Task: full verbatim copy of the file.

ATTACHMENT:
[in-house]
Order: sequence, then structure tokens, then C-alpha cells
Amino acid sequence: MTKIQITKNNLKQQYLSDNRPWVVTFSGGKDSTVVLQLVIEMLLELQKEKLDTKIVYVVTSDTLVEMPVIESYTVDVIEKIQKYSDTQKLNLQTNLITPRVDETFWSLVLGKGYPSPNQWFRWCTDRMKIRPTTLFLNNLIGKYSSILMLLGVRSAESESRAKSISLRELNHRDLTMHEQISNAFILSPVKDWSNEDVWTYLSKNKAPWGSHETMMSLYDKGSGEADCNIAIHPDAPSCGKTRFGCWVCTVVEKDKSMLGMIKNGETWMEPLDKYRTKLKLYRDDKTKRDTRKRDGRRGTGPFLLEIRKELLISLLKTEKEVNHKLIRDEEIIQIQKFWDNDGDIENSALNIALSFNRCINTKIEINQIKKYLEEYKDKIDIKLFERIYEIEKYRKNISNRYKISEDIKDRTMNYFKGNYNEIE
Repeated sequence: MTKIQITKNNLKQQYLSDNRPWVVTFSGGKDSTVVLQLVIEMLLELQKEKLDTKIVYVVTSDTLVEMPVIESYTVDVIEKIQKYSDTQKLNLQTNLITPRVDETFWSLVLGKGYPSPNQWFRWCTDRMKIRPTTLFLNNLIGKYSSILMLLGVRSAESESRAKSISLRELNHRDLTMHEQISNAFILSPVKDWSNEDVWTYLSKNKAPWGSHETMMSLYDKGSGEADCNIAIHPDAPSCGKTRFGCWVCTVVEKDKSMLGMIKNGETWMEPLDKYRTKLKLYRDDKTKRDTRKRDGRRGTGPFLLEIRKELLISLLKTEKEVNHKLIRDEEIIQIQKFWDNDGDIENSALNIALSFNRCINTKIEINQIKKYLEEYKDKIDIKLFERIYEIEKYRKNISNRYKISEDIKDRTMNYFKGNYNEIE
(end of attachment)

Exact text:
[in-house]
Order: sequence, then structure tokens, then C-alpha cells
Amino acid sequence: MTKIQITKNNLKQQYLSDNRPWVVTFSGGKDSTVVLQLVIEMLLELQKEKLDTKIVYVVTSDTLVEMPVIESYTVDVIEKIQKYSDTQKLNLQTNLITPRVDETFWSLVLGKGYPSPNQWFRWCTDRMKIRPTTLFLNNLIGKYSSILMLLGVRSAESESRAKSISLRELNHRDLTMHEQISNAFILSPVKDWSNEDVWTYLSKNKAPWGSHETMMSLYDKGSGEADCNIAIHPDAPSCGKTRFGCWVCTVVEKDKSMLGMIKNGETWMEPLDKYRTKLKLYRDDKTKRDTRKRDGRRGTGPFLLEIRKELLISLLKTEKEVNHKLIRDEEIIQIQKFWDNDGDIENSALNIALSFNRCINTKIEINQIKKYLEEYKDKIDIKLFERIYEIEKYRKNISNRYKISEDIKDRTMNYFKGNYNEIE
Repeated sequence: MTKIQITKNNLKQQYLSDNRPWVVTFSGGKDSTVVLQLVIEMLLELQKEKLDTKIVYVVTSDTLVEMPVIESYTVDVIEKIQKYSDTQKLNLQTNLITPRVDETFWSLVLGKGYPSPNQWFRWCTDRMKIRPTTLFLNNLIGKYSSILMLLGVRSAESESRAKSISLRELNHRDLTMHEQISNAFILSPVKDWSNEDVWTYLSKNKAPWGSHETMMSLYDKGSGEADCNIAIHPDAPSCGKTRFGCWVCTVVEKDKSMLGMIKNGETWMEPLDKYRTKLKLYRDDKTKRDTRKRDGRRGTGPFLLEIRKELLISLLKTEKEVNHKLIRDEEIIQIQKFWDNDGDIENSALNIALSFNRCINTKIEINQIKKYLEEYKDKIDIKLFERIYEIEKYRKNISNRYKISEDIKDRTMNYFKGNYNEIE